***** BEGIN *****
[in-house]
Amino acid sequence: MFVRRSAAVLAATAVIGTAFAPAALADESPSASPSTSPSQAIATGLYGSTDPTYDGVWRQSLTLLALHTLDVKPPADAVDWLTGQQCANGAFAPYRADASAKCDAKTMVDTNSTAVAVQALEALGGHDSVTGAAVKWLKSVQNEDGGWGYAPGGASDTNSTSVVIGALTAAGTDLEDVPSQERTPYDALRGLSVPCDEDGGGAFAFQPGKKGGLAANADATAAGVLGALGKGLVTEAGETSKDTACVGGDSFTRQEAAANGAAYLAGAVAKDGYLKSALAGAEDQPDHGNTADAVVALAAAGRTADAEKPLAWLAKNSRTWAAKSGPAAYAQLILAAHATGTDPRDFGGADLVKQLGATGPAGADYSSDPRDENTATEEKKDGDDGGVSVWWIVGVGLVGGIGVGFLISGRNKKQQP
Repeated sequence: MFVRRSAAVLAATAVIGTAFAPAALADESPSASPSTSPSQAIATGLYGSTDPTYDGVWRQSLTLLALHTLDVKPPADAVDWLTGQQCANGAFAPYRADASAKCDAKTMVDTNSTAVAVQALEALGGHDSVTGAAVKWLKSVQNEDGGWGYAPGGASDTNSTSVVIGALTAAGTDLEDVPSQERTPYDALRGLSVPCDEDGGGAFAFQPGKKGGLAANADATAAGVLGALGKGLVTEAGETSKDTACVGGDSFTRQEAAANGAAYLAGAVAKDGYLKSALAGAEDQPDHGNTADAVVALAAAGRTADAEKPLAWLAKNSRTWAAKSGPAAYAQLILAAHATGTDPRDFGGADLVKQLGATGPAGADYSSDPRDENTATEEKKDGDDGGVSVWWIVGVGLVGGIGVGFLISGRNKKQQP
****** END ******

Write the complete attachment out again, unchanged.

[in-house]
Amino acid sequence: MFVRRSAAVLAATAVIGTAFAPAALADESPSASPSTSPSQAIATGLYGSTDPTYDGVWRQSLTLLALHTLDVKPPADAVDWLTGQQCANGAFAPYRADASAKCDAKTMVDTNSTAVAVQALEALGGHDSVTGAAVKWLKSVQNEDGGWGYAPGGASDTNSTSVVIGALTAAGTDLEDVPSQERTPYDALRGLSVPCDEDGGGAFAFQPGKKGGLAANADATAAGVLGALGKGLVTEAGETSKDTACVGGDSFTRQEAAANGAAYLAGAVAKDGYLKSALAGAEDQPDHGNTADAVVALAAAGRTADAEKPLAWLAKNSRTWAAKSGPAAYAQLILAAHATGTDPRDFGGADLVKQLGATGPAGADYSSDPRDENTATEEKKDGDDGGVSVWWIVGVGLVGGIGVGFLISGRNKKQQP
Repeated sequence: MFVRRSAAVLAATAVIGTAFAPAALADESPSASPSTSPSQAIATGLYGSTDPTYDGVWRQSLTLLALHTLDVKPPADAVDWLTGQQCANGAFAPYRADASAKCDAKTMVDTNSTAVAVQALEALGGHDSVTGAAVKWLKSVQNEDGGWGYAPGGASDTNSTSVVIGALTAAGTDLEDVPSQERTPYDALRGLSVPCDEDGGGAFAFQPGKKGGLAANADATAAGVLGALGKGLVTEAGETSKDTACVGGDSFTRQEAAANGAAYLAGAVAKDGYLKSALAGAEDQPDHGNTADAVVALAAAGRTADAEKPLAWLAKNSRTWAAKSGPAAYAQLILAAHATGTDPRDFGGADLVKQLGATGPAGADYSSDPRDENTATEEKKDGDDGGVSVWWIVGVGLVGGIGVGFLISGRNKKQQP